East Coast residents can turn to the British Isles for a great getaway, where flights to Scotland are $499 round trip and flights to London are just $341, according to Skyscanner. Travelers can splurge on the recently renovated Ritz-Carlton in London, or stay at the highly rated Hilton Metropole for less than $150 per night.(Cash in your points for an award night, and youll have plenty of your tax return left over for food, beverages and activities.)$3,700 to $3,850States in the Northeast see some of the highest average tax refunds, with Connecticut taking the number one spot of $3,844, according to Smart Asset.
Travelers in the highest tax return bracket could jet off to Bali for two weeks to visit ancient Hindu temples. Flights from New York City to Bali can get as low as $481 roundtrip in the month of May (though if you want to book something quick, its not difficult to find flights in the mid-$700s) and hotels run in the low hundreds per night.North African temperatures tend to be relatively mild in the spring, making it a great time to visit Morocco or Egypt (one of our top places to travel this April). Flights to Africa tend to run on the more expensive side, regardless of the time of year, but flights to Casablanca can be found in the low $600s roundtrip.Visitors can rent entire homes near Casablanca for roughly $50 per night — and some even include their own pools.For the latest travel news, deals and points and miles tips please .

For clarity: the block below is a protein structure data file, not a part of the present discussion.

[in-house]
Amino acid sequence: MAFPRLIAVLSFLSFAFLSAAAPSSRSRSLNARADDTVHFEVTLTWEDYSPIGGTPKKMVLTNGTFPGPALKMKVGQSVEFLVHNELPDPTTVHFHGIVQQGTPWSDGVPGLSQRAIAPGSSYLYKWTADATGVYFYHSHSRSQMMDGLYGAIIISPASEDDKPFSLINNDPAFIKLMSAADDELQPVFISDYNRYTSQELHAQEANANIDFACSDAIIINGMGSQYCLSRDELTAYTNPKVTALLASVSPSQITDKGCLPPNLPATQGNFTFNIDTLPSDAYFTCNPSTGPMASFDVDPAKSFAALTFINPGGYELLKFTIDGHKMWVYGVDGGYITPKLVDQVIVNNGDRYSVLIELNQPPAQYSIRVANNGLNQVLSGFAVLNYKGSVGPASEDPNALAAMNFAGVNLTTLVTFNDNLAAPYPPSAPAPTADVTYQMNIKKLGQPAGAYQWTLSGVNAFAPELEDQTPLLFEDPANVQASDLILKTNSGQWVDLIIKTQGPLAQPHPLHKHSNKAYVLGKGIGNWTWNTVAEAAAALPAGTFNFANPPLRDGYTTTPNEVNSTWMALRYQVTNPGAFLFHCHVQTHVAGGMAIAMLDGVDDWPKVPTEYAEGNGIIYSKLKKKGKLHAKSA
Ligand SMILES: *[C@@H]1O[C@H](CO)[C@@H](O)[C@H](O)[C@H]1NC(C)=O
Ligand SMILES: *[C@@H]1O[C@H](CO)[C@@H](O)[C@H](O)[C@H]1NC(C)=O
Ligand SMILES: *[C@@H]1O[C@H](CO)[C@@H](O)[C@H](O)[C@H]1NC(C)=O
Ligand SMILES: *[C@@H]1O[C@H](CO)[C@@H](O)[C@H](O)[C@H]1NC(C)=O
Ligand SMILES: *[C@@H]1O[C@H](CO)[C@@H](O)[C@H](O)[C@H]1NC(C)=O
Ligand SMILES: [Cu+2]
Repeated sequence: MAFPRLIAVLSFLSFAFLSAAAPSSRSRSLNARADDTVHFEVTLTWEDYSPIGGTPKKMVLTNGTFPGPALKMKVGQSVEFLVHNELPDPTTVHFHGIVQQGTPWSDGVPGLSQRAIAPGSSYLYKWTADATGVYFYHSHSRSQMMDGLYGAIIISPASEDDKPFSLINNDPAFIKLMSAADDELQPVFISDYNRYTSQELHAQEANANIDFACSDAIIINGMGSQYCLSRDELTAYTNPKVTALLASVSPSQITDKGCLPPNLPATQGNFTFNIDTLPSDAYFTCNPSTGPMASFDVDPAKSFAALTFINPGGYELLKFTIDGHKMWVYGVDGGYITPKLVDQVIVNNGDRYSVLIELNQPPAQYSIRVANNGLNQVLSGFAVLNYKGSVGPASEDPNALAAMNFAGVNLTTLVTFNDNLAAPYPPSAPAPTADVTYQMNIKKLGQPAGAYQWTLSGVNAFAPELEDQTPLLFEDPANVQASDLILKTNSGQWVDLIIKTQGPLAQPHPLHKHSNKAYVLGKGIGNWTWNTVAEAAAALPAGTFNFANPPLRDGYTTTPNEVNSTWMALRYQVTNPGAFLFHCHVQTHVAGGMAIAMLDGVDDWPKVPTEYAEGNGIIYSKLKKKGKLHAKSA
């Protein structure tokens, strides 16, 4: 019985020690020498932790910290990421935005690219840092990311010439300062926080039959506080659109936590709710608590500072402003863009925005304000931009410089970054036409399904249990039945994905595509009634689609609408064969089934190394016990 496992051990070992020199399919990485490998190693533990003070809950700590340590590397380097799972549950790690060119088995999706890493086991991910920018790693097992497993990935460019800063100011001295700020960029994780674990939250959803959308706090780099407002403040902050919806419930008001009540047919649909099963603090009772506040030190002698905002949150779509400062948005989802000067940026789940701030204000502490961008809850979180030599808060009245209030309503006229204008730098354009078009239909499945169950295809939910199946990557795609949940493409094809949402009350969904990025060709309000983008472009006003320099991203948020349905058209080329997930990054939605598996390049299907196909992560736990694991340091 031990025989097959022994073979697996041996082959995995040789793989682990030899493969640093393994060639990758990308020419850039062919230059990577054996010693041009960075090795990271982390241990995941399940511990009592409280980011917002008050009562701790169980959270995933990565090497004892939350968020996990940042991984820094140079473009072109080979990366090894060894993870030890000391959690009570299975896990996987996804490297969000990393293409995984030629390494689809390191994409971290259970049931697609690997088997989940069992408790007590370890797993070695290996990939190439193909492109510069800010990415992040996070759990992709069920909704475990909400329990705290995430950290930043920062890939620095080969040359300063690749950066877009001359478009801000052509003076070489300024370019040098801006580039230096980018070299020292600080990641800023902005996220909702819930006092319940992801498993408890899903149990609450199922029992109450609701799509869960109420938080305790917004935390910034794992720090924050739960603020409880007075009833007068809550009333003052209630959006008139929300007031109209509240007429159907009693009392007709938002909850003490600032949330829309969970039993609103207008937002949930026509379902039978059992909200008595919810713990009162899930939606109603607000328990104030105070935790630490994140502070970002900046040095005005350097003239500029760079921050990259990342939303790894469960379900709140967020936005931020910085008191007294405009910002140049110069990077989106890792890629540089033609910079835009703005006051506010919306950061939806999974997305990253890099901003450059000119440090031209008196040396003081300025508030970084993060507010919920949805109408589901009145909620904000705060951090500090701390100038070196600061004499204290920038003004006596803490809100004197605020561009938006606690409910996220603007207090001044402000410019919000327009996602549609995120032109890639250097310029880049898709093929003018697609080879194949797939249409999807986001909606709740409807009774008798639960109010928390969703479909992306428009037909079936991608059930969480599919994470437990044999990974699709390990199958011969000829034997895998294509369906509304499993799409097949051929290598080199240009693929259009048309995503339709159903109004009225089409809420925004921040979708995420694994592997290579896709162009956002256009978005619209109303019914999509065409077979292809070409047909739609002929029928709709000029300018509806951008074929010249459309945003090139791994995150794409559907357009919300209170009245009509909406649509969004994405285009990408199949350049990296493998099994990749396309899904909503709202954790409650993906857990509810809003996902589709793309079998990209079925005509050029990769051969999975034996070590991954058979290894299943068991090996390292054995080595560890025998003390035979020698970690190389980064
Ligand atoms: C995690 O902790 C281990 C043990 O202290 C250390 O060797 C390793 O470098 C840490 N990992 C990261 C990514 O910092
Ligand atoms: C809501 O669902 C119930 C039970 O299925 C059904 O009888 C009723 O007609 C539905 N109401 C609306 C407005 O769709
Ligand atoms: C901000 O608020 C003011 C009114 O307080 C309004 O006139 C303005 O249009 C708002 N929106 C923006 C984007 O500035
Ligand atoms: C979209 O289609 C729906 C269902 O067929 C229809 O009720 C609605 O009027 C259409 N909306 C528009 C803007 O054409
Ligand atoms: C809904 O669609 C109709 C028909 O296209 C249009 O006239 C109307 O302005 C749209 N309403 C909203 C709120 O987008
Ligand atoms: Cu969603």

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Most Controversial Fashion Choices Made By the Royal Family

Prominent members of the British royal family have become pillars for fashion trends, especially the younger generation.But with a set royal dress code they are supposed to follow, its no surprise they get it wrong sometimes and raise eyebrows in the process.
From Kate Middletons fly-away skirt to Prince Harrys bad costume choice, heres a look at 15 of the most controversial fashion choices
Next: Last but not least 15. Kates repeat ensemblePrince William, Duke of Cambridge and Catherine, Duchess of Cambridge arrive at Los Angeles | Kevork Djansezian/Getty Images)Constantly having eyes on what youre wearing means sporting a new ensemble every time you step in front of the camera.